Public health issues orders to 31 residential facilities to take action on COVID-19 infection risk
'At that point we've tested, we've assessed, we've educated': Dr. Elizabeth Richardson
Hamilton Public Health has ordered 31 residential care facilities to make changes to improve infection controls or face consequences after inspections showed they weren't doing enough to stop the spread of COVID-19.
Staff have developed an infection control checklist and have been assessing homes for the past week or so, said Dr. Elizabeth Richardson, the city's medical officer of health.
But despite those efforts, 31 of the facilities charged with caring for some of Hamilton's most-vulnerable didn't get the message.
"We said at that point: 'We've tested, we've assessed, we've educated, we've looked for ways to help you, but at this point you have to get on with it or you'll be ordered' and that's the stage we're at," said Richardson.
Residential care facilities — sometimes referred to as second-level lodging homes — feature shared dining and common areas and 24-hour on-site support for residents, including those with cognitive or mental health struggles. Some also have an attached retirement home.
Public health is responsible for routine inspections of the facilities, but those assessments ramped up in advance of COVID-19, according to Richardson.
The city has also started to inspect long-term care homes and retirement homes in order to try to reduce the chances of further outbreaks, despite the fact those checkups are typically carried out by the provincial government and a separate regulatory body.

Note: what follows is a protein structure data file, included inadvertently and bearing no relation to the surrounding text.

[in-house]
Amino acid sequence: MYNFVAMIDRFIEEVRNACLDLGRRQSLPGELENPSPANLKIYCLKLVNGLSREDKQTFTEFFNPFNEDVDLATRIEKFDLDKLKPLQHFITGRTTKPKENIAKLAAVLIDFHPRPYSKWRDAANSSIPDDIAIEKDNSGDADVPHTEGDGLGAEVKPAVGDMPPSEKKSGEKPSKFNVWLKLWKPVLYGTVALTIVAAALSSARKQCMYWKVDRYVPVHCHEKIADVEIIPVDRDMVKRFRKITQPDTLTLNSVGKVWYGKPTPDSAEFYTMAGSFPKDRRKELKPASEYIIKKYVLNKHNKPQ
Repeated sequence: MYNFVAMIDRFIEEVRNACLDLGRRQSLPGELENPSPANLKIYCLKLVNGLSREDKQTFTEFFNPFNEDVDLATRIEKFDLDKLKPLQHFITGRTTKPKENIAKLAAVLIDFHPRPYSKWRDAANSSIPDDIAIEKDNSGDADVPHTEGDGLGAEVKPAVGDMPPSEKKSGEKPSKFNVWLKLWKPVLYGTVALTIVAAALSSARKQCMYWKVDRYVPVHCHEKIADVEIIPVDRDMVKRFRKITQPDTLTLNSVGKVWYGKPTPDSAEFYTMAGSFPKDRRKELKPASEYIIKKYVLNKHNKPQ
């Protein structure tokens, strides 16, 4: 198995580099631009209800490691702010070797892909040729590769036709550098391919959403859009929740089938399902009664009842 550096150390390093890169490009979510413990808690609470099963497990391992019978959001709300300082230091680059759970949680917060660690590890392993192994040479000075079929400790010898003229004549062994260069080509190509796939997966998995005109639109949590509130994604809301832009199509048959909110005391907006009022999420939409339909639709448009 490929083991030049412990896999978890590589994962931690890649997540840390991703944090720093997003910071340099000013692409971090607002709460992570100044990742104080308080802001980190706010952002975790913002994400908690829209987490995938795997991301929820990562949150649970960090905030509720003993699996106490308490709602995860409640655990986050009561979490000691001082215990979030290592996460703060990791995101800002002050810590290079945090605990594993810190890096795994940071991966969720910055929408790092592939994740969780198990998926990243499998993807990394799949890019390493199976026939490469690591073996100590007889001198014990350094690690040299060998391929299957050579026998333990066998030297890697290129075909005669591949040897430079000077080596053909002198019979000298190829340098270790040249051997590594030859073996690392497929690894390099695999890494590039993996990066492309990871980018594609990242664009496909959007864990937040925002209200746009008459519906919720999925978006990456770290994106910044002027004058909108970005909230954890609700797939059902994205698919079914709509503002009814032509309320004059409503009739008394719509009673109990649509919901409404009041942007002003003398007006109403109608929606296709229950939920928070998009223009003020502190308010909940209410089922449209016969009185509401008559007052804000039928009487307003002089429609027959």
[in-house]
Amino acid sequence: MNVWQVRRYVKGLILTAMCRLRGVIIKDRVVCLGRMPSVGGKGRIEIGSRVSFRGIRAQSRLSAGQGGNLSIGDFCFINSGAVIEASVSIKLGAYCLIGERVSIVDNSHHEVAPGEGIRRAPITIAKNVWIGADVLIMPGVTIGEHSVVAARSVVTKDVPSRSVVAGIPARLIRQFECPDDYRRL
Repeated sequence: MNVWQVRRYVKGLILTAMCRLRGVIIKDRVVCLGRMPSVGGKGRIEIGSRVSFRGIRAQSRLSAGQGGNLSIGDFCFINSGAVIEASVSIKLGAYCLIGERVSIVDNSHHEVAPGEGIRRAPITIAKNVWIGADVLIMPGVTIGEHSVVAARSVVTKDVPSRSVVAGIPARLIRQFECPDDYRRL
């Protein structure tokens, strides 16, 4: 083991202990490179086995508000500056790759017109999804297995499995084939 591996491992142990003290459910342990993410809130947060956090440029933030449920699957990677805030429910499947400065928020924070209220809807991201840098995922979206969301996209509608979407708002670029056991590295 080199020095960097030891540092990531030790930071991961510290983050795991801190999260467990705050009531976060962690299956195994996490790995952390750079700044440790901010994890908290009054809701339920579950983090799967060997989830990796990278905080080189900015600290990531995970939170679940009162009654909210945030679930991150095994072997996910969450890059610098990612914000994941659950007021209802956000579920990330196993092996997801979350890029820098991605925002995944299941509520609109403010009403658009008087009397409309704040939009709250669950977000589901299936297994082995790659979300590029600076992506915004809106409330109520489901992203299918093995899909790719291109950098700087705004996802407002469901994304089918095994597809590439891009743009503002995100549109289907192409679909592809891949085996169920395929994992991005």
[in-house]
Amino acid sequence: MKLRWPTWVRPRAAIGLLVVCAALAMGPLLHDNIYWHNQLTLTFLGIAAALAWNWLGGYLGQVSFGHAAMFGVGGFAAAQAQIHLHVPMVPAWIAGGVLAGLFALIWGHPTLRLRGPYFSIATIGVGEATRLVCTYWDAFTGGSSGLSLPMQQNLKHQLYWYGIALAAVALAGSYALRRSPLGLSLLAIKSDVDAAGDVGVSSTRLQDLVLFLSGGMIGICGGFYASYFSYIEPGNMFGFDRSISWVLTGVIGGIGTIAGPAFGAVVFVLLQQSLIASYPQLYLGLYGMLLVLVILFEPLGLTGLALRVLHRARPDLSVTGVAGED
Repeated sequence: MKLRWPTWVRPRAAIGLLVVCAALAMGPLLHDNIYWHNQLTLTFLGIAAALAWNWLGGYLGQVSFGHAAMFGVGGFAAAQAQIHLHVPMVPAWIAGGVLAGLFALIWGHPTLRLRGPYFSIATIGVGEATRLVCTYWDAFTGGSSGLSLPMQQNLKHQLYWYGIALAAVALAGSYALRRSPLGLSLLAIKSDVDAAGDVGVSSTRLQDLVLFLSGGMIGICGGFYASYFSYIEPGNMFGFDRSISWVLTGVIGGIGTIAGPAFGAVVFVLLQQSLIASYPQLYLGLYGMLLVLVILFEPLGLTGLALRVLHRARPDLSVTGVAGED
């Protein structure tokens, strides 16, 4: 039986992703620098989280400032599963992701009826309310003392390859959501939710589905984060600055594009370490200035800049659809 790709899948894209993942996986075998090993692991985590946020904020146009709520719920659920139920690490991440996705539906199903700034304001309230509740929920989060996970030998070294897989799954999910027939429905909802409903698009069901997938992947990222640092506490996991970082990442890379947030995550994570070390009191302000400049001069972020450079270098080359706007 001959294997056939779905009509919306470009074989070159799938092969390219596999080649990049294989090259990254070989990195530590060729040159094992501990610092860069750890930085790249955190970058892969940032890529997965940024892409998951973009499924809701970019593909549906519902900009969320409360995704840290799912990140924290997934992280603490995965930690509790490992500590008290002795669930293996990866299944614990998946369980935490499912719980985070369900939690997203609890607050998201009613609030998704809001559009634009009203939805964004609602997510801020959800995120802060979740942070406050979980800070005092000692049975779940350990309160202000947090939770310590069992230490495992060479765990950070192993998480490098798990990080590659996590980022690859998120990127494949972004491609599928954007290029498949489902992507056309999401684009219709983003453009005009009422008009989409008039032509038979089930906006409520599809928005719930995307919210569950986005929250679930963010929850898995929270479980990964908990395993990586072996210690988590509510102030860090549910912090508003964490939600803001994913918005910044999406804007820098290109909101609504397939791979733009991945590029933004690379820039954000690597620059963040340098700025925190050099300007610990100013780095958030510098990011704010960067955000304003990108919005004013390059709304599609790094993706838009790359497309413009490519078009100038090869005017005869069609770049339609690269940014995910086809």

While COVID-19 will be just a bad cold for many, Richardson said it's those who are struggling with chronic illness, lacking income or living in cramped conditions, such as a residential facility, who are most at risk.
"That's where we're really concerned about outbreaks," she said. "We're really concerned about the consequences ... so we're taking steps to help these places follow really good infection-control practices."
Orders concern PPE, physical distancing
Each of the facilities were issued one order under the Health Promotion and Protection Act (HPPA), which empowers a medical officer of health to take further steps to ensure compliance if education alone isn't working.
"There's really not a lot of limits in terms what we can be ordered," said Richardson.
"We have to have reasonable grounds that we think there's an issue around communicable diseases. In the setting of COVID-19 that's fairly easily met."
Some of the orders issued Wednesday are around improving supply of personal protective equipment such as masks, gowns and sanitizer — something Richardson acknowledged has been a struggle.
Other orders require the homes to find ways to follow physical distancing such as partitions between beds in double rooms or serving meals in shifts.
Staffing is another struggle, so Richardson said the city's housing staff is looking at ways to help.
At this point none of the orders have resulted in fines or closures, said the doctor.
"These people are housing some of our most-vulnerable, so closure's not usually something we would use in this setting unless there was some really egregious issues," she explained.
"Most people, when you ask them to do something, will do it. Some of these will need a bit more of an incentive to move forward and rarely do we find it has to be escalated to something like fines or further orders."
Ultimately the goal is to support these facilities in figuring out what they need ... to get full compliance."